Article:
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García Luna Corruption Trial Off to Unspectacular Start

The most significant narco-corruption trial in the history of the U.S. and Mexico is off to a precariously thin start, with testimony of collusion with drug trafficking cartels by lower-level officials instead of the bombshell revelations about former Mexican presidents that had been expected, Vice reports. The trial in a Brooklyn federal court of Genaro García Luna, who oversaw Mexico’s federal police and prisons as a cabinet-level official under former president Felipe Calderón from 2006 to 2012, is expected to last eight weeks. The first week's testimony may not represent the most startling evidence that prosecutors will present. But, so far, no witnesses have directly implicated Calderón or Vincente Fox, the president García Luna served in the early 2000s as director of the Mexican equivalent of the FBI.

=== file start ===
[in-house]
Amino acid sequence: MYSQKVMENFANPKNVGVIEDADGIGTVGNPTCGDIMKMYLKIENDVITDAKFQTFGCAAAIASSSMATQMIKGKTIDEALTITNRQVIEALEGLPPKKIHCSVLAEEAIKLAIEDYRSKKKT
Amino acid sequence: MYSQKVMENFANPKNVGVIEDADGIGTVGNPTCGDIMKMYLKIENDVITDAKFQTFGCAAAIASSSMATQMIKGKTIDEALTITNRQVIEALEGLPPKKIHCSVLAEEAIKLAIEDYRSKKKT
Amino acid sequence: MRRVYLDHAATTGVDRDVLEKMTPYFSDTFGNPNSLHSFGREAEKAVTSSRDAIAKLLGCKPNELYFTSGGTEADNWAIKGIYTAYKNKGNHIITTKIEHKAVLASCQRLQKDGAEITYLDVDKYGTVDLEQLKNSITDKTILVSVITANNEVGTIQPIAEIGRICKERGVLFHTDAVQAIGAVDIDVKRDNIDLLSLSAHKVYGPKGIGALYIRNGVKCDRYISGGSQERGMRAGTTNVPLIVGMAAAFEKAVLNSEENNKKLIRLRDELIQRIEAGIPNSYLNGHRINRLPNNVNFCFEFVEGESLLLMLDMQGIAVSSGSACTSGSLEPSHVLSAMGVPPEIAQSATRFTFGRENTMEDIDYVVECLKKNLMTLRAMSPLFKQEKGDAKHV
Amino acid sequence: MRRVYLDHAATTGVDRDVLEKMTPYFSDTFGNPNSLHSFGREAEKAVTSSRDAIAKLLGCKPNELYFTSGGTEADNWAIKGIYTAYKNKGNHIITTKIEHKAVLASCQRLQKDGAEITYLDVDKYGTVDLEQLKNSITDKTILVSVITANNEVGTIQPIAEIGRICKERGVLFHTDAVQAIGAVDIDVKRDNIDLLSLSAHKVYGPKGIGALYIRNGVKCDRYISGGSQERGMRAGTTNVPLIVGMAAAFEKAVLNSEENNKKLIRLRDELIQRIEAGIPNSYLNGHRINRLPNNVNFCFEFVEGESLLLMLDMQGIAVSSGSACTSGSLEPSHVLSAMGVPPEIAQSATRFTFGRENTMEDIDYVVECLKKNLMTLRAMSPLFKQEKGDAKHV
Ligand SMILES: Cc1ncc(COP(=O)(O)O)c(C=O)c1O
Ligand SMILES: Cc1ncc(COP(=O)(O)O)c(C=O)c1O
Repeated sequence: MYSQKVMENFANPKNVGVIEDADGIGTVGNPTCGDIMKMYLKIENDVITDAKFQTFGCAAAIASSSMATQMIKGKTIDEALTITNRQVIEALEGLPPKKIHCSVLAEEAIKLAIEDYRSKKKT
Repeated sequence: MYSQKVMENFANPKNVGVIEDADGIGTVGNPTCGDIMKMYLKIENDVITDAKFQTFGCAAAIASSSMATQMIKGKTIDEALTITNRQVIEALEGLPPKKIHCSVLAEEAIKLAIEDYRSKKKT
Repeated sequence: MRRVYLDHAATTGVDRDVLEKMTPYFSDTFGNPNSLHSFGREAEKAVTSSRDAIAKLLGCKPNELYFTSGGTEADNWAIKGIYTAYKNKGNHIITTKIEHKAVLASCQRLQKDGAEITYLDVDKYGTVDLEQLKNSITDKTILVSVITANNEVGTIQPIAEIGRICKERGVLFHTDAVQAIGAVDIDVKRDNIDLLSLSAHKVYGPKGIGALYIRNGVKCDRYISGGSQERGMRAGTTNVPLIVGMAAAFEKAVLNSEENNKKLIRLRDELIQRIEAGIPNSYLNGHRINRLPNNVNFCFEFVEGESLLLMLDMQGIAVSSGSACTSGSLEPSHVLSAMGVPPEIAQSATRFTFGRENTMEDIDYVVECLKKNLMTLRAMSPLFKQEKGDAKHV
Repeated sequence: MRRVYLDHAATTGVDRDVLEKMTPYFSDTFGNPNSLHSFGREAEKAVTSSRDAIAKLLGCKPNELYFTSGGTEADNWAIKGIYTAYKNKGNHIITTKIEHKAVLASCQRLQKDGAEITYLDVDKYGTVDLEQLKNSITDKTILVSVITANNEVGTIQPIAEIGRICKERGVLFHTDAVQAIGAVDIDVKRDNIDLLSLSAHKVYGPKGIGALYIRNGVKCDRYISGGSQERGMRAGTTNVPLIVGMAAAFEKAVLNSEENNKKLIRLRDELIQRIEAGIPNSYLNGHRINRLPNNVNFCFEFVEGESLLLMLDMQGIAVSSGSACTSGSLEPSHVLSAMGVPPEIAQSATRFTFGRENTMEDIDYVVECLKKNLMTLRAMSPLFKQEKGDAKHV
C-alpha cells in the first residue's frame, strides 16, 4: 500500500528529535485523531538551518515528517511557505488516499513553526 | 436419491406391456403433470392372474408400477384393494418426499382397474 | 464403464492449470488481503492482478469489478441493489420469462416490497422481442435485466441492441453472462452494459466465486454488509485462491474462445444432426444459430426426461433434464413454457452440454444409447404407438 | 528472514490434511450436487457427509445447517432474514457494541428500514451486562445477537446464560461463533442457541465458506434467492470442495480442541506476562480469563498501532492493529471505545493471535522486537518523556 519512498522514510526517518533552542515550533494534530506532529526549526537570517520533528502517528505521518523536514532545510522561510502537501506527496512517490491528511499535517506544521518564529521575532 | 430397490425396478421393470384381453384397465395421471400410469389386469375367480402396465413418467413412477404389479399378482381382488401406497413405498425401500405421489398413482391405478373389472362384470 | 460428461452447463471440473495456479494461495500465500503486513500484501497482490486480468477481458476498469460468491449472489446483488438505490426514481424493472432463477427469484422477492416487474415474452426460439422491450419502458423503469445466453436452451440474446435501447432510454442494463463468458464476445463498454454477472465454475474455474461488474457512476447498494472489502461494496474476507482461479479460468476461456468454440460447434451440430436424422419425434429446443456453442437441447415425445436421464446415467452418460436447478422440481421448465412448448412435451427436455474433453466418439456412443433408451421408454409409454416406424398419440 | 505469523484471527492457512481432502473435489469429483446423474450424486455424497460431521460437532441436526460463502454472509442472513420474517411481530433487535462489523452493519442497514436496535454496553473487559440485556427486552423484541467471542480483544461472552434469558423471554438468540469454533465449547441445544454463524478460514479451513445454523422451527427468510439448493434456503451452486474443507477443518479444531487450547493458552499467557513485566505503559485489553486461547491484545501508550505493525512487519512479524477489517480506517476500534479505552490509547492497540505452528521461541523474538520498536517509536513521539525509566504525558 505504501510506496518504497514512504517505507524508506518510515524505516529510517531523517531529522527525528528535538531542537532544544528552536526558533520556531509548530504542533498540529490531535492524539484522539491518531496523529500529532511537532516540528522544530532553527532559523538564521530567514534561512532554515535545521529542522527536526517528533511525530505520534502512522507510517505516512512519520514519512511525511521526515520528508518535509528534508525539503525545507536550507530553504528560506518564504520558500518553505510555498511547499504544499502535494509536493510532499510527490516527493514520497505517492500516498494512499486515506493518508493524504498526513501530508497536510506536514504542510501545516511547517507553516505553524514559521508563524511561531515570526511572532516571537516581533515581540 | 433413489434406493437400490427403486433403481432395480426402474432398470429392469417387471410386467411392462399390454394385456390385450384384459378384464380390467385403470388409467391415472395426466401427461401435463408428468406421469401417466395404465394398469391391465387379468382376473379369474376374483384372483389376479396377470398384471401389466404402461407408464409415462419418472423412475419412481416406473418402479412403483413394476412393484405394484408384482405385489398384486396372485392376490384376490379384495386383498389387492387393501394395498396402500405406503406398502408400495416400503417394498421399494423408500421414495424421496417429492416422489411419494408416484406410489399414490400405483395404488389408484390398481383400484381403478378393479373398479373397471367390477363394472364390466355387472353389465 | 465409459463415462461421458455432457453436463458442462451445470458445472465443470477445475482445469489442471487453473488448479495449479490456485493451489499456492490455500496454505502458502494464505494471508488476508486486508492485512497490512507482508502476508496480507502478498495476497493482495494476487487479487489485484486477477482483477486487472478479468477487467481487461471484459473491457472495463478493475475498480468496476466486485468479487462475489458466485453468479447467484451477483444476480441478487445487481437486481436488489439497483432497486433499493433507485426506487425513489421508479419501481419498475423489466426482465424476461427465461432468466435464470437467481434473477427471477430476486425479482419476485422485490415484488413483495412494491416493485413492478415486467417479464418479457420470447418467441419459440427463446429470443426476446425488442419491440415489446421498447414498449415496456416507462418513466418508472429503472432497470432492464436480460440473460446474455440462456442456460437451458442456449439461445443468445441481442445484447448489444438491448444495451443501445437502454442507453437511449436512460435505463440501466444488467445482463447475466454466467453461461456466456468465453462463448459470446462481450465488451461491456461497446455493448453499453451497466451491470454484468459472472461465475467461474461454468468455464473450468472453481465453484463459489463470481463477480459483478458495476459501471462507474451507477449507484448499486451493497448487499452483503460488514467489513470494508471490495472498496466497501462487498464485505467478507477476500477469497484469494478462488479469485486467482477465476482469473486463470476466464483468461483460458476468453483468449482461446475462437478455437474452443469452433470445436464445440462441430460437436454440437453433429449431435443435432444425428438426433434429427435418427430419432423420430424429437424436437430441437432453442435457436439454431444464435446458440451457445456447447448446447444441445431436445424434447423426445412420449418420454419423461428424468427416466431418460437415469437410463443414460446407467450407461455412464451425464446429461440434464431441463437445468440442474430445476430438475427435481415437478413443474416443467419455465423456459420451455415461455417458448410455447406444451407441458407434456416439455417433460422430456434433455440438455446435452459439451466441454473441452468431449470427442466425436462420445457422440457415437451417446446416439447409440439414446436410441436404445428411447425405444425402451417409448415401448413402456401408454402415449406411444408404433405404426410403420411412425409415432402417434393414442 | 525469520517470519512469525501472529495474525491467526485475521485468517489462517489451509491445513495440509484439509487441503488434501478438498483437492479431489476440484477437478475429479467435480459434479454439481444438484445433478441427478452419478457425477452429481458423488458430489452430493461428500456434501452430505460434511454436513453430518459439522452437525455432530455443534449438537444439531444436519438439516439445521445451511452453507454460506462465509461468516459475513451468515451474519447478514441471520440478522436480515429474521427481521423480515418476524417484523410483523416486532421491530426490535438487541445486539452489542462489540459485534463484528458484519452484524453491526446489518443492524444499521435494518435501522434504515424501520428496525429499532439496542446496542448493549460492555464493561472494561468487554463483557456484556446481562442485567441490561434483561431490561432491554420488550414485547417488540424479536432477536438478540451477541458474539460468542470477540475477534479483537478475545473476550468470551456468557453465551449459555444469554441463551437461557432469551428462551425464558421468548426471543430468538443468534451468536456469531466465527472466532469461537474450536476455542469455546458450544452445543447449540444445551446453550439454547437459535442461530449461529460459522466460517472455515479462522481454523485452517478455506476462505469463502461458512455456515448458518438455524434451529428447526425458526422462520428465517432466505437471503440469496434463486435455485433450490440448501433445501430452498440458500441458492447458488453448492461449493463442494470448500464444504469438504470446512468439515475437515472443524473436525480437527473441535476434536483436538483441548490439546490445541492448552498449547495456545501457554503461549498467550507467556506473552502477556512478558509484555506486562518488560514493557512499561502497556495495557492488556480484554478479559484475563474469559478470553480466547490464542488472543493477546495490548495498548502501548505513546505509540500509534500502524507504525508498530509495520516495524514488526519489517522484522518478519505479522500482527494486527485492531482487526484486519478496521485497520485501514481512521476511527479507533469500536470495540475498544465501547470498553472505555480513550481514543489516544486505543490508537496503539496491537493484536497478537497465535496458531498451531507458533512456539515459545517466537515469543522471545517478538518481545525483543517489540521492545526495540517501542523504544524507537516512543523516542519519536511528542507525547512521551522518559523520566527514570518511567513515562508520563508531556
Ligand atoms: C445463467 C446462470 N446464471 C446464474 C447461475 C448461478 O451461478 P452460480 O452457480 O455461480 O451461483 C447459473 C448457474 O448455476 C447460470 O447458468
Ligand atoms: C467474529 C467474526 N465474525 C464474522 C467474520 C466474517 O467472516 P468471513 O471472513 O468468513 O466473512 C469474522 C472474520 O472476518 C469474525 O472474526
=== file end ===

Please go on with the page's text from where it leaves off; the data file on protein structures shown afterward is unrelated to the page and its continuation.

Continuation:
García Luna’s defense has told the jury there’s no hard evidence linking him to bribes, only “rumors, speculation, and the words of some of the biggest criminals in the world,” including several arrested and extradited during their client’s tenure atop Mexico’s security forces. The first of those witnesses was Sergio Villarreal Barragán, a hulking former cartel lieutenant nicknamed El Grande who served under Arturo Beltrán Leyva, leader of a Sinaloa Cartel faction called the Beltrán Leyva Organization. El Grande testified that he witnessed his boss deliver multi-million dollar bribes to García Luna and his deputies on dozens of occasions at a cartel safehouse in the southern part of Mexico City. The payments were made monthly, he said, starting around $1 million and growing over time as García Luna’s power and influence expanded within the Mexican government. After Mexico’s 2006 election, when Calderón replaced Fox as president, García Luna became the secretary of public security, responsible for policing the country’s highways, airports, and seaports — all crucial for drug trafficking routes bringing in cocaine from Colombia and moving the shipments north across the U.S. border. “We could go around freely, we could set up and take checkpoints wherever we wanted,” El Grande said. Even while serving under Calderón, the ex-cartel capo testified, García Luna still personally attended meetings with the head of the Beltrán Leyva family. “They would eat, they would chat and talk about problems that were coming up and these problems were solved,” El Grande said. García Luna also allegedly leaked DEA intelligence to the cartel.


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